An invitation to a meal at the house of musicians is fine, provided you are a musician yourself. If not, you are in for a rough ride. I am not. I deal in words, not notes.
Musicians have words too, of course, but a lot of their words deal with the character assassination of other musicians, particularly conductors, and then, a long way after, with music. I love the idea of juicy gossip, but as I don’t know the subjects personally, although quite a few of them are well known, even famous people, my interest soon wanders.
As these particular musicians are polite, friendly, generous and kind hosts, for the first thirty minutes the conversation concerned itself with the topic of left over berries in the freezer and what to do with them, arising from serving a token shot of cassis in the first bottle of bubbly. This in turn led to discussing home made wine and its uses in the house, particularly for bleaching and disinfecting purposes.
By now our host was raring to go; I could tell he was keeping a tight rein on himself. Still on the subject of home made wine, he told us how he had recently been given some elderberry wine which seemed rather strong. As it is not easy to determine the alcohol content of home made wine, our host sent a bottle for analysis to a laboratory. In due course the answer came back. “ I am sorry to say that your horse suffers from diabetes”.
Lunch was delicious. Musicians eat and drink well. Beloved and I were rather slow and our hosts finished their courses long before us. When we apologized, John said: “that shows the difference between freelancers and those in fixed employment. Freelancers learn to chew and swallow vivacissimo”. Beloved always was on a regular contract.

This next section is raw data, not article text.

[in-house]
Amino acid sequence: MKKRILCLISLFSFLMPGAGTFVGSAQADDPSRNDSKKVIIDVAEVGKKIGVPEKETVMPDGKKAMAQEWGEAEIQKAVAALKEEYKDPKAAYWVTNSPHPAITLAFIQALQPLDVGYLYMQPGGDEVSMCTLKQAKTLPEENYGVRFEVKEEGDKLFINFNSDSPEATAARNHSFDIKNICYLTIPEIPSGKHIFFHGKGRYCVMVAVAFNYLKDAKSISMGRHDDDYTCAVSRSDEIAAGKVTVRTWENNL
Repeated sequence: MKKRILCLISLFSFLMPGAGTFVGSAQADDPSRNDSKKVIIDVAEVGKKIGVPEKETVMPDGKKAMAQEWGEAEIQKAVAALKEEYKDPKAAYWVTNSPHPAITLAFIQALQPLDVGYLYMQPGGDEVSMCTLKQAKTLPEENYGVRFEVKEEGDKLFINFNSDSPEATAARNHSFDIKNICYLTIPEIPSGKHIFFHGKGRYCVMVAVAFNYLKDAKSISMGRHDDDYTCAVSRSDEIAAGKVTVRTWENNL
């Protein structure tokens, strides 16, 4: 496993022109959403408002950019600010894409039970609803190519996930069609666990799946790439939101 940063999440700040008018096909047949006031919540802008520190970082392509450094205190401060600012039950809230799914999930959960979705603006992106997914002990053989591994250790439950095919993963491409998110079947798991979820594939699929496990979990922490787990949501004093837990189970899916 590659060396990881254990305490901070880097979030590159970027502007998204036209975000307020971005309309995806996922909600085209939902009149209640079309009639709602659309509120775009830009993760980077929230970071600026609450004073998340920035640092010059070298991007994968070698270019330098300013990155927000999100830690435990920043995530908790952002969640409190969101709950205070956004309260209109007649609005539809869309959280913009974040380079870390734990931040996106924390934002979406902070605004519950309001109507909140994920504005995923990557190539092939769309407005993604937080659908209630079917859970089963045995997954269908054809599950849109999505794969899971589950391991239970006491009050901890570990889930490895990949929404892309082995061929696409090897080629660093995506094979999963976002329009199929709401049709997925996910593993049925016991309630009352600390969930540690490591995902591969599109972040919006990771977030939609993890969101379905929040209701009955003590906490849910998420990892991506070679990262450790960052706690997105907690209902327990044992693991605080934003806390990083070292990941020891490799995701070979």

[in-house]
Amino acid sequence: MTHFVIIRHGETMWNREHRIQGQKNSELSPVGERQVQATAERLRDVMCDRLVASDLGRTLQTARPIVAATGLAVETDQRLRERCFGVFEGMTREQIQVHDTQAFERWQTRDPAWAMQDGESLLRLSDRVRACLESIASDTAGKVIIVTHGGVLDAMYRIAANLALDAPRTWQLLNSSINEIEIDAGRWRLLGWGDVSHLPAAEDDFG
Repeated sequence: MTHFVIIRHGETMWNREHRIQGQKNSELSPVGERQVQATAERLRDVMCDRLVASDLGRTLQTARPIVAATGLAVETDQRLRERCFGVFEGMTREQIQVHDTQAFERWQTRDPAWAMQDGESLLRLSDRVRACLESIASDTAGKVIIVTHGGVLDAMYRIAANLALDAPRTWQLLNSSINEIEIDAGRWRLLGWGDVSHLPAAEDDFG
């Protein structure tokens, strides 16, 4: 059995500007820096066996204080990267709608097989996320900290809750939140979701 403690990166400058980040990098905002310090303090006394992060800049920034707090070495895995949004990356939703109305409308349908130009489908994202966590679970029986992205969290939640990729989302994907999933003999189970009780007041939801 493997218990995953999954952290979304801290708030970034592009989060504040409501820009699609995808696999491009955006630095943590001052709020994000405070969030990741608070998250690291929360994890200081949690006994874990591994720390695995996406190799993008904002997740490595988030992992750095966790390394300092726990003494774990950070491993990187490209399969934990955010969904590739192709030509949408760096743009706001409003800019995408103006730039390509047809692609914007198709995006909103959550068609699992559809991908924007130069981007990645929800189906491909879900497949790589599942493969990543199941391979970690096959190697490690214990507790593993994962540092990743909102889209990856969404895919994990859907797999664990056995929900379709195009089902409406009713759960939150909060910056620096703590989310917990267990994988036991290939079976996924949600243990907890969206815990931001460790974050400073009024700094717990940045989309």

After the meal I took Benno out into the garden, I could hear gales of laughter coming from the open windows. By now the conversation was very firmly established in the world of performers of classical music, names falling thick and fast, each anecdote leading to the next.
When I got back inside, a well known violinist, a foreigner living in the UK, aspiring to being the perfect English gentleman in speech and manner and famous for his interpretation of Mozart, was being discussed. The soloist had been asked, at fairly short notice, to play a Mozart concerto. A colleague, also a soloist, but not a great friend, asked how it had gone.
“Terribly, dear boy, terribly”.
Sensing a triumph over his colleague, the second soloist asked,
“ Oh dear, were the critics there?”
“Yes, unfortunately, they were”.
Ever more solicitous, the second soloist said,
“Do you happen to have a copy on you?”
The famous man pulled a sheaf of them out of his pocket.
“Here they are, quite terrible”.
The other read them, each critique glowing with praise.
“What do you mean, terrible, these are very good indeed”.
The famous man sighed.
“The grammar, dear boy, the grammar”.